American Southwest belatedly draws Catholic colleges

Even though Catholicism has a long history in the American Southwest and Latinos there are an influential demographic force in the church, Catholic colleges are just being established in the region, according to America magazine (May 13). Jonathan Malesic reports that while the few Catholic colleges that were established in the region in the past failed to take root, the massive demographic shift toward Hispanic Catholics has now convinced Catholic institutions to transplant or invest in schools in the Southwest. These include a Benedictine University of Illinois campus in Mesa, Arizona, Mary College at ASU, a joint venture of the University of Mary of North Dakota and Arizona State University, and Catholic University of America’s new campus in Tucson, which is being started with the help of a $2 million grant from the Charles Koch Foundation.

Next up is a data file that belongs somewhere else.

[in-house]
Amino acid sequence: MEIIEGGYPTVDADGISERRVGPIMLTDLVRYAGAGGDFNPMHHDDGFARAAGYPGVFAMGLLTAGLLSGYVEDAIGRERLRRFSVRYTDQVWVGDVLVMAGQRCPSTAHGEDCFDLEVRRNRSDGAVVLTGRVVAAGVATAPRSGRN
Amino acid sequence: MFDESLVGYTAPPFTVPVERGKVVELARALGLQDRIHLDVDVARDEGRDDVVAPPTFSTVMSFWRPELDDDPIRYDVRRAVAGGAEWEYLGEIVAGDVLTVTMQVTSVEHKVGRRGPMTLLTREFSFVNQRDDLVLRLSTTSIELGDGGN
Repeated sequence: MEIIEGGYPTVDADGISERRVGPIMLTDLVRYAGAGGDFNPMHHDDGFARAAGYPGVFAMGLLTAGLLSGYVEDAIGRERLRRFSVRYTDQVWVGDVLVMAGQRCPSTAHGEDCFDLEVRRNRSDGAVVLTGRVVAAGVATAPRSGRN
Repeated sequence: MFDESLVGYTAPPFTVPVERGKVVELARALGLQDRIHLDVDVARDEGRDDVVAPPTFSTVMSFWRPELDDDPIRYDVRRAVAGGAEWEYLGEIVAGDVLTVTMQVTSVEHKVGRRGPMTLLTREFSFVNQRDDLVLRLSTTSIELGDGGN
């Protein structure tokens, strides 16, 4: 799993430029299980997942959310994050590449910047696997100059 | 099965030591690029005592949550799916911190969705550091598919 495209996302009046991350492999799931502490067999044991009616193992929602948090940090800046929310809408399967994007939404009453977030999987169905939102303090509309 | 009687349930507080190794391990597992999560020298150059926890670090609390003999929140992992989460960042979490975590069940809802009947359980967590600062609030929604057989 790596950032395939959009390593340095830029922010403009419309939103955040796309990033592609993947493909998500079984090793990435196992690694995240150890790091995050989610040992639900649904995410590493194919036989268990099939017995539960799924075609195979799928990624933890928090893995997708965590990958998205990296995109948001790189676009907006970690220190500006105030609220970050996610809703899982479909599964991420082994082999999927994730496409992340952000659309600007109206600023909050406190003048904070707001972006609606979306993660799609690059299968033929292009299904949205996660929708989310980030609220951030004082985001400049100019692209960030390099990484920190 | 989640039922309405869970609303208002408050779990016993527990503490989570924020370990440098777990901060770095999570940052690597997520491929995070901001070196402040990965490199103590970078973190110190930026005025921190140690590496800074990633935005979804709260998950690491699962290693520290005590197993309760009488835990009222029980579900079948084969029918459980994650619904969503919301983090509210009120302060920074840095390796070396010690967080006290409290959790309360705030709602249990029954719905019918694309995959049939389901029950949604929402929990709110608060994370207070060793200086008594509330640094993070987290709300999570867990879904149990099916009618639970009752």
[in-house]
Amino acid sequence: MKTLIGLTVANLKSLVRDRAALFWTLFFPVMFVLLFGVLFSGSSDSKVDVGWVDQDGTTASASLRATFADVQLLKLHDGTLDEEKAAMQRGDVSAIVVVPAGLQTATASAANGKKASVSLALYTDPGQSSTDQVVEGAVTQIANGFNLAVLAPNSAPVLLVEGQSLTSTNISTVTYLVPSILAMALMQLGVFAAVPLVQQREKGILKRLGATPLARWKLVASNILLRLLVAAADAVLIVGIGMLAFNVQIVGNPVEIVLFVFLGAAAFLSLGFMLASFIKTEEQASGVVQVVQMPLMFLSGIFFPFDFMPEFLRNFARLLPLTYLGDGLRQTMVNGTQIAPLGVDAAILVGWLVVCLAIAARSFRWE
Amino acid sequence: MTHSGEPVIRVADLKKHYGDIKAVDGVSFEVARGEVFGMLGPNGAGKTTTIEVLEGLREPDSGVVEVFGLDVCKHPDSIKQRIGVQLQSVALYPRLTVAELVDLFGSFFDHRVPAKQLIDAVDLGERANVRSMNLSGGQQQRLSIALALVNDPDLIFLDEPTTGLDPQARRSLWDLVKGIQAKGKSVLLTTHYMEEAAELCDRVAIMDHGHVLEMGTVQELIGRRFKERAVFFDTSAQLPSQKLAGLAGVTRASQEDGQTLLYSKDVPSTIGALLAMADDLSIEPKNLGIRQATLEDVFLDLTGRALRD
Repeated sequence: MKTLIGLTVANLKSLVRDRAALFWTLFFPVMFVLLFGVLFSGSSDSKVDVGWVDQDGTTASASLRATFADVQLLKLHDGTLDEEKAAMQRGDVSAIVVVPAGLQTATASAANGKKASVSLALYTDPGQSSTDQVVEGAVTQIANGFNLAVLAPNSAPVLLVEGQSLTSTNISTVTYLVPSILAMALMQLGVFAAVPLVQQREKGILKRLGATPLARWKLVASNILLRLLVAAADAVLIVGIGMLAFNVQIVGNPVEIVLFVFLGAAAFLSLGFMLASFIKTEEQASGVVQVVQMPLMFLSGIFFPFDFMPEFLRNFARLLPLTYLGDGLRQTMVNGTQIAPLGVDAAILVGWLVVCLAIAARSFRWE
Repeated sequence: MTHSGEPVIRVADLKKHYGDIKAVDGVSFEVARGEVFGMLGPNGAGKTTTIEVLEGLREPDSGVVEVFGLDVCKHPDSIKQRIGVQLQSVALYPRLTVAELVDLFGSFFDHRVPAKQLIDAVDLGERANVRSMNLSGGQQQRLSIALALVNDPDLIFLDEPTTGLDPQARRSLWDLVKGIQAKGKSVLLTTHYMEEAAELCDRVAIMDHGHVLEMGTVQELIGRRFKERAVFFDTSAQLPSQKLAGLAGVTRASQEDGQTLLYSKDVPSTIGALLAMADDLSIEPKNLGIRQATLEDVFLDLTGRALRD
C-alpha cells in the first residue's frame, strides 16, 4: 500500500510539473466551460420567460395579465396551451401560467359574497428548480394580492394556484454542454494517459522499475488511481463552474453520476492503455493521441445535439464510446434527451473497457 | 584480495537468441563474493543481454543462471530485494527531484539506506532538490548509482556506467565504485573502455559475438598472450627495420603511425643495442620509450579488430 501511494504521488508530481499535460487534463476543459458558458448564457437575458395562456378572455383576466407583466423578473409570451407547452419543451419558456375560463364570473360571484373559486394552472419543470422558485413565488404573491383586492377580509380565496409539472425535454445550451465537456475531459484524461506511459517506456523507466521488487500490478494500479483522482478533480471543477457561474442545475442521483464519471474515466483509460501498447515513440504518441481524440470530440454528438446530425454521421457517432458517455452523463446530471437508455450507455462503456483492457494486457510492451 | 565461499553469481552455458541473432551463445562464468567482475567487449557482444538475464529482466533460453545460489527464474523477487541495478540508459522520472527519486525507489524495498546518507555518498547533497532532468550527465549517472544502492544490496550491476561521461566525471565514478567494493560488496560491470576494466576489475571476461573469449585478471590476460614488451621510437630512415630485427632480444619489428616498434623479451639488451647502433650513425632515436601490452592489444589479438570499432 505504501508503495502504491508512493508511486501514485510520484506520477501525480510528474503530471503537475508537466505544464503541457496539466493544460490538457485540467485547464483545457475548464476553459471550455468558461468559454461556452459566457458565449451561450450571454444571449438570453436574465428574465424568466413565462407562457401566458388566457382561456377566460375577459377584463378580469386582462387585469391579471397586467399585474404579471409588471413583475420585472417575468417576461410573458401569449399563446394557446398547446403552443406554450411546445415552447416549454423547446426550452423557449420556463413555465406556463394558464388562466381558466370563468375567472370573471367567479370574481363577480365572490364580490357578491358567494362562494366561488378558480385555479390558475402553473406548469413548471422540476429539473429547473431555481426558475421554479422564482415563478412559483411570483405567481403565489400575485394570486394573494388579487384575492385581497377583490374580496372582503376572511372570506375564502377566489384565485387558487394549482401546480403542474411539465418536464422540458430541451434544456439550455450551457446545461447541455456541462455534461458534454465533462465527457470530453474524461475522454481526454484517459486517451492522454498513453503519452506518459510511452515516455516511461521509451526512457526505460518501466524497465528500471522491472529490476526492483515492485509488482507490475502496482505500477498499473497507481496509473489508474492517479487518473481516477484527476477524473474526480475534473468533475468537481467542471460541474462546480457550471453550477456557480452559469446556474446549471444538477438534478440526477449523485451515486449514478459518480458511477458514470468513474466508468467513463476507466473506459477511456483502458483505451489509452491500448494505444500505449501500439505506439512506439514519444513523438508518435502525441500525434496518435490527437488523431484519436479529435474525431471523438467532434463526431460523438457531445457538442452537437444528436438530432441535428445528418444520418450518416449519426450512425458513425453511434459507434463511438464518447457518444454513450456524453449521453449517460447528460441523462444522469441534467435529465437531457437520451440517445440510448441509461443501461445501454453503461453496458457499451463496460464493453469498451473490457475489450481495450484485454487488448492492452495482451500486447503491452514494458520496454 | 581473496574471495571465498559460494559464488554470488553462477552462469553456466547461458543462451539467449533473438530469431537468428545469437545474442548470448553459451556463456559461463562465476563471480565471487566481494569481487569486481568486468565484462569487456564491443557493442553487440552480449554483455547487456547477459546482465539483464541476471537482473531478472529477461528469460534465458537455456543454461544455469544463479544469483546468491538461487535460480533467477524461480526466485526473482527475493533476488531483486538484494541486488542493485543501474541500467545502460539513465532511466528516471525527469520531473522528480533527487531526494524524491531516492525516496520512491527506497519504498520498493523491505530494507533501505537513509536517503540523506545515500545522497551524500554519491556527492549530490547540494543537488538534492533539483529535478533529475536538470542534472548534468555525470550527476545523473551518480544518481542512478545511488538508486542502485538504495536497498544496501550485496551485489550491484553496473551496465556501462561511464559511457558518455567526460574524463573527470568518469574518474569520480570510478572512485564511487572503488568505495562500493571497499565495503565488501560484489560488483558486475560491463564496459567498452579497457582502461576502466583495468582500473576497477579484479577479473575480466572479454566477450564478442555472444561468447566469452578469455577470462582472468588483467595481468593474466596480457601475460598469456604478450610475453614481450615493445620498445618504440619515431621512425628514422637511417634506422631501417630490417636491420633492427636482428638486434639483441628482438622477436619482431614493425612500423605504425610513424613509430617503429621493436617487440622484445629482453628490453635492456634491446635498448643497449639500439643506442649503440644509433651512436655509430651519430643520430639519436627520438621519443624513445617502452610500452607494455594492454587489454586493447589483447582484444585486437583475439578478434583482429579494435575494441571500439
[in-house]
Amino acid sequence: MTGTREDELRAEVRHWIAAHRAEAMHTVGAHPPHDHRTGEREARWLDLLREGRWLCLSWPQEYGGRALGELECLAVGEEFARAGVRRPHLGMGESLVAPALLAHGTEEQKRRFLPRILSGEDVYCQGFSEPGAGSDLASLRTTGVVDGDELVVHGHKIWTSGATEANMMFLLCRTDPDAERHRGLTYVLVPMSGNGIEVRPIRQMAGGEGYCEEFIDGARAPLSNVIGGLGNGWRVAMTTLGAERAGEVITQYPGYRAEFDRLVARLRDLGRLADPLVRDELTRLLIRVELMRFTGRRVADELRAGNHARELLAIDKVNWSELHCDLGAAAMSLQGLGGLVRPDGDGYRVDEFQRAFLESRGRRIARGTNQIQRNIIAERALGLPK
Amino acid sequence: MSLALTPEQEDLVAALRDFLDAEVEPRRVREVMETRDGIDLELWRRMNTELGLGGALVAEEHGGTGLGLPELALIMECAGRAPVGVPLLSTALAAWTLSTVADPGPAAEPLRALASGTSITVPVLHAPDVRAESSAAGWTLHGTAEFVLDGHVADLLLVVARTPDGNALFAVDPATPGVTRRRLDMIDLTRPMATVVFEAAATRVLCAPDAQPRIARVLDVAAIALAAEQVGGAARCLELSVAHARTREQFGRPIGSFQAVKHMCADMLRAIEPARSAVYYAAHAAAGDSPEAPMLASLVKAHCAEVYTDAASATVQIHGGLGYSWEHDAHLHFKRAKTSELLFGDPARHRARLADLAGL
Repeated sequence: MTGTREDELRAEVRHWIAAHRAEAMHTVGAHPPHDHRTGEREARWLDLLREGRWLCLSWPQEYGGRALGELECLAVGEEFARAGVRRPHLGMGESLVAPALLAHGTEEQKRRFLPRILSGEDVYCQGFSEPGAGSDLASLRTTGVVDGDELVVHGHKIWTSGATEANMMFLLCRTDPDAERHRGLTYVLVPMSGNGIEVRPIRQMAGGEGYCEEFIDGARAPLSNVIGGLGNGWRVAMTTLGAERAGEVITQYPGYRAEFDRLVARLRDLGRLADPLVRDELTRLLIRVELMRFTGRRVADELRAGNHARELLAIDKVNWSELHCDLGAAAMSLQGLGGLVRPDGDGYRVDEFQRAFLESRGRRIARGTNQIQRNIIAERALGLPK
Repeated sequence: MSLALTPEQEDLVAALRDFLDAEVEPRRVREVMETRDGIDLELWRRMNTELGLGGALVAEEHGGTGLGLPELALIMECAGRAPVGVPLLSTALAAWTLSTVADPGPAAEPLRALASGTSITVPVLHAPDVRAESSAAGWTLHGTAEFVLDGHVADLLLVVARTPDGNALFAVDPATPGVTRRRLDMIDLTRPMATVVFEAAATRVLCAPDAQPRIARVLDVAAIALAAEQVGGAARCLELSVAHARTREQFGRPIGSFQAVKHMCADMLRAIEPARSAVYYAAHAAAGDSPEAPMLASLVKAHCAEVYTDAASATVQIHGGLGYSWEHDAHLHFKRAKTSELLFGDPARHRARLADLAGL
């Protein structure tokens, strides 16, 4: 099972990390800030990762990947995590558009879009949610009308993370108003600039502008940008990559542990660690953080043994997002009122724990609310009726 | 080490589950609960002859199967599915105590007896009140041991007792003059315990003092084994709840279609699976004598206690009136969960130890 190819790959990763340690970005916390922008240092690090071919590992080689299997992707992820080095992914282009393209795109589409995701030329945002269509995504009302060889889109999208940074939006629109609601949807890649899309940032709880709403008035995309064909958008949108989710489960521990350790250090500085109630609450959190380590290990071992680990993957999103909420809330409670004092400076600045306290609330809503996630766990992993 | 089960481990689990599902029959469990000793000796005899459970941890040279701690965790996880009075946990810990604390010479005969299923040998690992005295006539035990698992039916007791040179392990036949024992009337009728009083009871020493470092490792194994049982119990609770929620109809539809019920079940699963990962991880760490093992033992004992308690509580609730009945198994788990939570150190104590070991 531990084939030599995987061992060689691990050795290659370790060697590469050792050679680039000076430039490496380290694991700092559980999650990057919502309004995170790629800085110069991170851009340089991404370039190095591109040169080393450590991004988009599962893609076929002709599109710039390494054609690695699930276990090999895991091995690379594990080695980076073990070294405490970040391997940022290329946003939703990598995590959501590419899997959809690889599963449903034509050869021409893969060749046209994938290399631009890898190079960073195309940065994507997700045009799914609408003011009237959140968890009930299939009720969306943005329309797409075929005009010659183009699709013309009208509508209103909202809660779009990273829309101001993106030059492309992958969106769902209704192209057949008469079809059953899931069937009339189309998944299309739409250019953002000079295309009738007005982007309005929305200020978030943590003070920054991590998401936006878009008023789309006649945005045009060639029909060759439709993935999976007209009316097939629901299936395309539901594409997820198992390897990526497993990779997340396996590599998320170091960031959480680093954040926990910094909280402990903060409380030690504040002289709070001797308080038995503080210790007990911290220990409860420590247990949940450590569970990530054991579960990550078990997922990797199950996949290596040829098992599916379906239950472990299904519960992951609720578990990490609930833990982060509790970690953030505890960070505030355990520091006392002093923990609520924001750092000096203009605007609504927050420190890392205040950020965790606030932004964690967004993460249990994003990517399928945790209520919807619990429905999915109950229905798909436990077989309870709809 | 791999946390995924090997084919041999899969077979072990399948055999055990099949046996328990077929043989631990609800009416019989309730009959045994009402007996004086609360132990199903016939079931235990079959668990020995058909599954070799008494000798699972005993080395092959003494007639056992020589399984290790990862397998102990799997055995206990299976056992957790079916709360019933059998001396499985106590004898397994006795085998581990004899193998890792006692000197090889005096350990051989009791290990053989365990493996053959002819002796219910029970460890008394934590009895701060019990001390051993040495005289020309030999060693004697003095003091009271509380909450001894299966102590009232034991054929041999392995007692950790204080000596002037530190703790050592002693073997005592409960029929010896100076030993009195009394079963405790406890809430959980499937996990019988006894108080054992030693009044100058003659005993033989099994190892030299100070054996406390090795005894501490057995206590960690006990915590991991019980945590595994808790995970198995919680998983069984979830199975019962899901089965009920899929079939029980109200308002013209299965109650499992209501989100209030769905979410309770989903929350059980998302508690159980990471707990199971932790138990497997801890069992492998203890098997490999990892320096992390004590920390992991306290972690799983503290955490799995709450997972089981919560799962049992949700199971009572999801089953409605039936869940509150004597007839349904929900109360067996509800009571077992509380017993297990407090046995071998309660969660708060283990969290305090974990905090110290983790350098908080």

Despite the demographic shift, Latino Catholics have had lower rates of educational attainment than other Catholics and have experienced more financial struggle in getting an education. Even though Southwestern Catholic dioceses are among the largest in the country and Catholic school students are a natural constituency for these fledgling colleges, parents have been hesitant to send their children to these institutions because of a lack of name recognition and a concern for their viability. The most unique effort is the cooperative Mary College at ASU, with the college offering courses toward a major and a minor in theology and Catholic studies while ASU students can transfer such credits to satisfy general education requirements. The effort is seen as an “innovative model for Catholic higher education going forward,” Malesic writes.